Volume delays price recovery

31 Aug, 1999 03:52 AM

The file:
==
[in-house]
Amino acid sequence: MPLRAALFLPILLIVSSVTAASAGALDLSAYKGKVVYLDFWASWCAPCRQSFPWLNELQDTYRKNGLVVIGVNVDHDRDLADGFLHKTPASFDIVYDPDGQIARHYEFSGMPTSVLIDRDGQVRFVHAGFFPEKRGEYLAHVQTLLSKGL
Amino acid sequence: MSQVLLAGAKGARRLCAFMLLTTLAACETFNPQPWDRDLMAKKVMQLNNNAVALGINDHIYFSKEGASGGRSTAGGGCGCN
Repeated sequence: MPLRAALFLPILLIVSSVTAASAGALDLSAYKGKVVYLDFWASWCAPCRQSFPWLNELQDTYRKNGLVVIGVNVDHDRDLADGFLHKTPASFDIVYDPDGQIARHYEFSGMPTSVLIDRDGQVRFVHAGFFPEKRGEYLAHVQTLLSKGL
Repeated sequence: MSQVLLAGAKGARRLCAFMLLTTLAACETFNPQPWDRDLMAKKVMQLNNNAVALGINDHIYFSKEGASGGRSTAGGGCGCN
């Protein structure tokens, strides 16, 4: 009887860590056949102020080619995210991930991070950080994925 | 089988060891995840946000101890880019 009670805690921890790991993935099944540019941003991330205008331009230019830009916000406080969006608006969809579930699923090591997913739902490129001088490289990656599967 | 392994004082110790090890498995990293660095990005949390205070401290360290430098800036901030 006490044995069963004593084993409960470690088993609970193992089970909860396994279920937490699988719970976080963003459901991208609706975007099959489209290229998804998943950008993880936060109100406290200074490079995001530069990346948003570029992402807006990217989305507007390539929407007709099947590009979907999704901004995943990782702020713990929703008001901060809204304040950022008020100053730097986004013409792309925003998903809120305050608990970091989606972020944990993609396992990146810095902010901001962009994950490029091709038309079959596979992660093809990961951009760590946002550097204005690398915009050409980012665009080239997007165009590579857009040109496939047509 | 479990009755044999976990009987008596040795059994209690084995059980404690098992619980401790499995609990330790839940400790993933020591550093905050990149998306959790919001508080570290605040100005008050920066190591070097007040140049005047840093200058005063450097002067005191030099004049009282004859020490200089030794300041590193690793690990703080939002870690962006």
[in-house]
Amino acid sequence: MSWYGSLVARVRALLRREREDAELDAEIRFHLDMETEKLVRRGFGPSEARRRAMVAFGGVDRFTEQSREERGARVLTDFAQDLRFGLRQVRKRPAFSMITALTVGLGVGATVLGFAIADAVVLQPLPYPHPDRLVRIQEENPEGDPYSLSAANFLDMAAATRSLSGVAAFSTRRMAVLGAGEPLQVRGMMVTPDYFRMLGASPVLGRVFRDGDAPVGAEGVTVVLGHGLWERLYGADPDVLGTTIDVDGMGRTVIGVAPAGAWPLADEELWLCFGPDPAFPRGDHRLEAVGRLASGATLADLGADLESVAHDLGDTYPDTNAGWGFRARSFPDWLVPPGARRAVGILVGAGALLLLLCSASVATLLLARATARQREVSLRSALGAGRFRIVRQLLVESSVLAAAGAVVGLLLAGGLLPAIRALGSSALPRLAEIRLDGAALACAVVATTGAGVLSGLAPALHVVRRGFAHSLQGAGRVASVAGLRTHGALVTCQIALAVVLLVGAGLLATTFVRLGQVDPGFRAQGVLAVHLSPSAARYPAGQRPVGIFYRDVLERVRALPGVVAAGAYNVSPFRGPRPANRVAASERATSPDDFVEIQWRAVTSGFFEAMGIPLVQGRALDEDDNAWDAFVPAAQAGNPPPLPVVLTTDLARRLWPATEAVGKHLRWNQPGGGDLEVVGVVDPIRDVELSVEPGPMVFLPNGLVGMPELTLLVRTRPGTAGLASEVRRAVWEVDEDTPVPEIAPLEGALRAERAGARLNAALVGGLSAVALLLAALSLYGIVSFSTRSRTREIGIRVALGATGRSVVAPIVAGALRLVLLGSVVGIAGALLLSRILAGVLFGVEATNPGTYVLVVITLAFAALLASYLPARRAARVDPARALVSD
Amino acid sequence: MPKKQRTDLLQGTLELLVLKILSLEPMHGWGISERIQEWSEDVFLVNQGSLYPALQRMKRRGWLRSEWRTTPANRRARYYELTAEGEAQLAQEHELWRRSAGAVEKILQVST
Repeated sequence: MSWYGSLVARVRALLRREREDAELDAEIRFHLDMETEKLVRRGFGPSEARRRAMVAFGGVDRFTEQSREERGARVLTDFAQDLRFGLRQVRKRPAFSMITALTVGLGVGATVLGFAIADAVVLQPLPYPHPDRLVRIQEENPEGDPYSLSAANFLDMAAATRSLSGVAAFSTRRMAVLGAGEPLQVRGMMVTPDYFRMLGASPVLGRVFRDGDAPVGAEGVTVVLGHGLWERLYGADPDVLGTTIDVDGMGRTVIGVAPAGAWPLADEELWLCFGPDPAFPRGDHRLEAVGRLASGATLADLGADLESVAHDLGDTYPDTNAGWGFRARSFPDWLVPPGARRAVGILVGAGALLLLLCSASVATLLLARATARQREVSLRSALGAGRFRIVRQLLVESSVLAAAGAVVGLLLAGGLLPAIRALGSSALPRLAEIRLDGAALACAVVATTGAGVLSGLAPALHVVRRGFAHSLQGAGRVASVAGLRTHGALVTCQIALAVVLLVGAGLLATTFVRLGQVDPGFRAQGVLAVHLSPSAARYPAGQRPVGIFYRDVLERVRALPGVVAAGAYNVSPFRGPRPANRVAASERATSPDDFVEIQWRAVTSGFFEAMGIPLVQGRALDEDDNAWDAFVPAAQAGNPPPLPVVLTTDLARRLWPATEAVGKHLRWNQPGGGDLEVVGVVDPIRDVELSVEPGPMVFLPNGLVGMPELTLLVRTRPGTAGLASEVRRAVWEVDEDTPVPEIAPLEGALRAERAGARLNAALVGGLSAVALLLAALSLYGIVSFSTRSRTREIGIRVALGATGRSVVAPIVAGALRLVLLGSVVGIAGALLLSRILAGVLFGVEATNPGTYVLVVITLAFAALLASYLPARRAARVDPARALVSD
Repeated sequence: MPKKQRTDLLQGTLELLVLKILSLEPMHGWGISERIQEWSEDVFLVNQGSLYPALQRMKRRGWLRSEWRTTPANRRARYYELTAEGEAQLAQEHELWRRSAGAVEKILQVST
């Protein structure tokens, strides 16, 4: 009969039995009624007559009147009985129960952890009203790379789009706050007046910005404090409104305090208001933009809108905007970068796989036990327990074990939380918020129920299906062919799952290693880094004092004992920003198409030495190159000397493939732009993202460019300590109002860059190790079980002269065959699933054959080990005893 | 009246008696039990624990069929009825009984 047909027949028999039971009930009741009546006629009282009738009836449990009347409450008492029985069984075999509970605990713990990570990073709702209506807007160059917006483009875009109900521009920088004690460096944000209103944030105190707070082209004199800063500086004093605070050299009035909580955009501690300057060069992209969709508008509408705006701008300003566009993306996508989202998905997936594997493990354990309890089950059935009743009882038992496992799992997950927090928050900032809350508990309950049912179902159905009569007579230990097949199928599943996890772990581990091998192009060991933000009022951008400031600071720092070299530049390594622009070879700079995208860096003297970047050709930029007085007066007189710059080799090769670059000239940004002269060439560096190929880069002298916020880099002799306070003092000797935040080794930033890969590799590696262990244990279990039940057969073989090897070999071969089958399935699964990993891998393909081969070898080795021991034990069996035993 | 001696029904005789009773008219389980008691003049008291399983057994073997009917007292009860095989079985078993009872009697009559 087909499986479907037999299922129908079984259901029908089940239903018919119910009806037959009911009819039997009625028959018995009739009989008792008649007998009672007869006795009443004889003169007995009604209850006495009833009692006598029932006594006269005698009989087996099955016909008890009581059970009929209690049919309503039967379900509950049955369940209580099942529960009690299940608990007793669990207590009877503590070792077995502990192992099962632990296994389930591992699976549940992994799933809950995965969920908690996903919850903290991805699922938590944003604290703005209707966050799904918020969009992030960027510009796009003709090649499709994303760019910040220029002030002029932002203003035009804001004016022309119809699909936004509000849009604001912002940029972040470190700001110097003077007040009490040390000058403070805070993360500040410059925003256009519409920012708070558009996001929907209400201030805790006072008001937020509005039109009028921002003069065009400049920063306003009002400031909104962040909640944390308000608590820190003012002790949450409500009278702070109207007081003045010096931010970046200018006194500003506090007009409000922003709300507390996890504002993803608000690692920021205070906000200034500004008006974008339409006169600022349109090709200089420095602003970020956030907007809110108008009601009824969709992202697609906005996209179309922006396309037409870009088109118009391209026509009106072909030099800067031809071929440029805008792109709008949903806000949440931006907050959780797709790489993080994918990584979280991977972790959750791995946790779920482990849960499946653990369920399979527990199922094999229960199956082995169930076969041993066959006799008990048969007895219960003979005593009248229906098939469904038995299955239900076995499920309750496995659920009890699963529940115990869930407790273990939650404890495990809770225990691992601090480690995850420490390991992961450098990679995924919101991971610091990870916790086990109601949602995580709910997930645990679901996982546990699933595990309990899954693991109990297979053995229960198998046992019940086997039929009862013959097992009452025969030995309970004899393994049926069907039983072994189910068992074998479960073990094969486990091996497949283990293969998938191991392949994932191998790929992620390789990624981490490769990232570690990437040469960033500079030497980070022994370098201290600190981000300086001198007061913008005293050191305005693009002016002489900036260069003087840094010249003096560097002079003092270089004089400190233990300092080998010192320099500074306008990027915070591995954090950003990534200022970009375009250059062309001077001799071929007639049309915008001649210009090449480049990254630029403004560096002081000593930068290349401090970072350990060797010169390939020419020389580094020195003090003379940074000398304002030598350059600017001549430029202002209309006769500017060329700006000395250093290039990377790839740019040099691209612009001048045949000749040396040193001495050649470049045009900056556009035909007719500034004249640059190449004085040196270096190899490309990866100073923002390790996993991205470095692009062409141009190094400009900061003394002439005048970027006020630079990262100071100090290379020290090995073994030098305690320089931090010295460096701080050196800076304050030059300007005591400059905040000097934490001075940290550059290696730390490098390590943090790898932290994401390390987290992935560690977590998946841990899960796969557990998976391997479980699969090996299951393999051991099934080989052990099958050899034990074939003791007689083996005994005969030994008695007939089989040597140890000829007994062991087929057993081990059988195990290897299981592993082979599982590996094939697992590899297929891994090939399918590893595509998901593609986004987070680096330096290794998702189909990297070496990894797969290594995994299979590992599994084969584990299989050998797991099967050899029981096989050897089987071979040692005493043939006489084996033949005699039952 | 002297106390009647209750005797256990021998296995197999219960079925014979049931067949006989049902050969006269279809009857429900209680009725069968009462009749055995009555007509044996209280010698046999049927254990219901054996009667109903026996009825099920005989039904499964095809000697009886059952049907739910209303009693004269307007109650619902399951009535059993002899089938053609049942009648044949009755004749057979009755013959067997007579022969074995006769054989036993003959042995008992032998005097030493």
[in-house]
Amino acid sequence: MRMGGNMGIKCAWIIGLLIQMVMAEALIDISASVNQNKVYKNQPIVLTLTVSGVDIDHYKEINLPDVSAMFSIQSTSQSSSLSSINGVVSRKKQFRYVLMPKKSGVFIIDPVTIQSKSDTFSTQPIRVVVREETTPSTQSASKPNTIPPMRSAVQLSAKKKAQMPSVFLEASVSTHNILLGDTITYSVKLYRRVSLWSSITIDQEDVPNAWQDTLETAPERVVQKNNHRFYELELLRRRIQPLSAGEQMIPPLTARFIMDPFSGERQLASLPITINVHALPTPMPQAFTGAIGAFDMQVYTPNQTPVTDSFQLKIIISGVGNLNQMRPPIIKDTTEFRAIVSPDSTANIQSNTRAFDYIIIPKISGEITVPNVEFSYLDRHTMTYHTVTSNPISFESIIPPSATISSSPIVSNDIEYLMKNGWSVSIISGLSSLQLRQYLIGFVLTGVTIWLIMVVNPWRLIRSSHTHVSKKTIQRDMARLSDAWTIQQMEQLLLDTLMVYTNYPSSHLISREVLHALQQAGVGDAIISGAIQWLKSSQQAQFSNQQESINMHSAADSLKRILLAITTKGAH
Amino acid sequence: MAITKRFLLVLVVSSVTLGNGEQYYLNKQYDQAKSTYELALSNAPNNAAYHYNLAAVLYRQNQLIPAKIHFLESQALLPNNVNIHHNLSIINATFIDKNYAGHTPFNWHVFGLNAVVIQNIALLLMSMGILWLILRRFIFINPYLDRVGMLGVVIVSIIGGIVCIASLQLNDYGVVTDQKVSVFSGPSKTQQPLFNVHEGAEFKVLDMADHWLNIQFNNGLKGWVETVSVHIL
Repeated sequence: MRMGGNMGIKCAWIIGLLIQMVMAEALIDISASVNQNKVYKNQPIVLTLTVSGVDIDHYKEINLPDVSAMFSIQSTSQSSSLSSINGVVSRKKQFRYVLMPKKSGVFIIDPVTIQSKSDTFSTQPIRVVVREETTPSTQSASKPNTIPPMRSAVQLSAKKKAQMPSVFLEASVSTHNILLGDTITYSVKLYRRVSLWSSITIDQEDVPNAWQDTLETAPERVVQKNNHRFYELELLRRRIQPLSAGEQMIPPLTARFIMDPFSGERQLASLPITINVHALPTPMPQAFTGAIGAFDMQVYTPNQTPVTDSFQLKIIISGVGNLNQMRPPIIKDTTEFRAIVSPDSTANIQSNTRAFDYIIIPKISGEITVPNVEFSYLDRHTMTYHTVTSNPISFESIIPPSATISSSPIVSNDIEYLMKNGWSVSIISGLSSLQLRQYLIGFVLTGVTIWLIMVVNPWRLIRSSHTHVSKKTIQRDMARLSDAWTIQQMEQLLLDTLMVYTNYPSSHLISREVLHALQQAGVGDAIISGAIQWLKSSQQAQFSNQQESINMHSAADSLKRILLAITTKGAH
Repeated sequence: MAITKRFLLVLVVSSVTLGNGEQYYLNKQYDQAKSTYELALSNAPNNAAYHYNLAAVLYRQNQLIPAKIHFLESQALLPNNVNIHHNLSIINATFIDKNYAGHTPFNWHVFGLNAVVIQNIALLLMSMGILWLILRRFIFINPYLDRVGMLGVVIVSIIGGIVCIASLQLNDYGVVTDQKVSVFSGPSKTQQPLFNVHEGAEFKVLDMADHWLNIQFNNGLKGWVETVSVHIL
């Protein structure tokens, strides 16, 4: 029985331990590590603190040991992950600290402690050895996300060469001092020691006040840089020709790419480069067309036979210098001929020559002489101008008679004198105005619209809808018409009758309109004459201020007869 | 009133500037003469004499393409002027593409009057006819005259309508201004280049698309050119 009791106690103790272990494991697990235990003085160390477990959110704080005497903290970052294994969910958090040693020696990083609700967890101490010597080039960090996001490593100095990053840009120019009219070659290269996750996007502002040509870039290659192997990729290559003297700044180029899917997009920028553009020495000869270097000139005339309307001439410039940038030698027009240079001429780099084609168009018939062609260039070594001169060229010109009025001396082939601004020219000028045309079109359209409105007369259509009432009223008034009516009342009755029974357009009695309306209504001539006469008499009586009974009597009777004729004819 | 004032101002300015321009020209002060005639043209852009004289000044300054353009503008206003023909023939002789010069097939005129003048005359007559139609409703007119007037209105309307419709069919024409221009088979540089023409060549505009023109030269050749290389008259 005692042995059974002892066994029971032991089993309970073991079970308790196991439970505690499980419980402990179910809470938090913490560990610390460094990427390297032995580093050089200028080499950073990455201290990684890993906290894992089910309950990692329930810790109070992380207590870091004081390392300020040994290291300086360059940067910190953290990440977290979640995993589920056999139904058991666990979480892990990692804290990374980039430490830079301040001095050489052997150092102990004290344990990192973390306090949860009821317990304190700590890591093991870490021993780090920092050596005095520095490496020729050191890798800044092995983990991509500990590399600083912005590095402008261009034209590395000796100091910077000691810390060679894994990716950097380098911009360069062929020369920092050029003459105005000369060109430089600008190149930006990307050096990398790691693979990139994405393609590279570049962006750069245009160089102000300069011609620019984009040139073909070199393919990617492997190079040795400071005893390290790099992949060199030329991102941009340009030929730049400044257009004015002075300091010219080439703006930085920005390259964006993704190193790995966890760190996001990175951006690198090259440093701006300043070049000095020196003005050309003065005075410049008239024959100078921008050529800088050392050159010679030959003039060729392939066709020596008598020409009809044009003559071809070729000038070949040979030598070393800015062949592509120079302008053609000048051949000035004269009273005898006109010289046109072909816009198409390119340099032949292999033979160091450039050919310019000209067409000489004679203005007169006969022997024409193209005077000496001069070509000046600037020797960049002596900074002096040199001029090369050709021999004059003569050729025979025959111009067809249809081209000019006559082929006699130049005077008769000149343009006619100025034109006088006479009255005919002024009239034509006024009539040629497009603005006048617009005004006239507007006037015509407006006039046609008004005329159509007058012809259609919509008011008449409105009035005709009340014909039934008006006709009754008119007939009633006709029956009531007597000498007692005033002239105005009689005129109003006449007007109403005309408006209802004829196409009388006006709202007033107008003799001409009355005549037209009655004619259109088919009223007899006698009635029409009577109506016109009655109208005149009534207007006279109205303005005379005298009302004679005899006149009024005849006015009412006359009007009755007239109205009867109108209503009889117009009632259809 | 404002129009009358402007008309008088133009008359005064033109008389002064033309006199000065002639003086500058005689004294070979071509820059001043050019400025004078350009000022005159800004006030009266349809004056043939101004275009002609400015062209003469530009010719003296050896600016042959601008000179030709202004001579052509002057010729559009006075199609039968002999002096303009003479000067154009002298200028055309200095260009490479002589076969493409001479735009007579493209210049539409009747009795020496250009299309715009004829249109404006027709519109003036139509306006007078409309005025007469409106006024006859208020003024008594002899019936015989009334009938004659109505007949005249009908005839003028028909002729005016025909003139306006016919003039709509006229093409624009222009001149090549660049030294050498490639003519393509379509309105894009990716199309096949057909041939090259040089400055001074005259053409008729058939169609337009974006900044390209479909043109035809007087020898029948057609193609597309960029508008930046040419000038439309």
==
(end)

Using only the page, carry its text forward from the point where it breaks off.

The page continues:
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A WOOL market recovery has been pushed back a month to late October-early November, after a spring flush of fleece has come on to the market. In the next six weeks, more than 500,000 bales will be offered at auction throughout Australia, the equivalent of 20 per cent of the total offering last season. But information and trade policy manager Chris Wilcox believes all indications are right for the market to firm once it gets through the spring flush. "The large volume of offerings are certainly testing the market and it will depend on how long it lasts for," Mr Wilcox said. While surprised by the magnitude of the spring flush, Mr Wilcox did not doubt the recovery was still on track. "I am still pretty confident about that," he said. Mr Wilcox said the activity in the Asian combing market was helping to underpin the large offering in the market, although more support was required, "We really need the combing (throughput) in all three regions (including Europe and the US) to have a lift in the activity needed to see a sustainable recovery," he said. According to Woolmark's latest business survey for the June quarter, combing activity has lifted in Japan, Korea, Taiwan, China, India and Australia. Woolmark's Monthly Market Briefing publication reports business conditions in Japan, Korea and Taiwan are expected to remain positive for the September quarter and to continue to improve beyond that period. However, the recovery is from a very low base and volumes may be restricted. In China, combing activity is expected to lift sharply next quarter, behind one of the strongest outlooks for orders in some time due to pent up demand for wool to fill recently released quotas. Woolmark says the rise in activity should help clear wool stocks held for quota, but once completed, raw wool markets should see some short-term improvement in demand from China. But Western Europe is still struggling with high stocks, particularly in worsted weaving yarns, and excess capacity. Woolmark suggests raw wool demand will probably remain "hand-to-mouth" in this region into the September quarter. As a result, a sustained market recovery still appears to be some way off.

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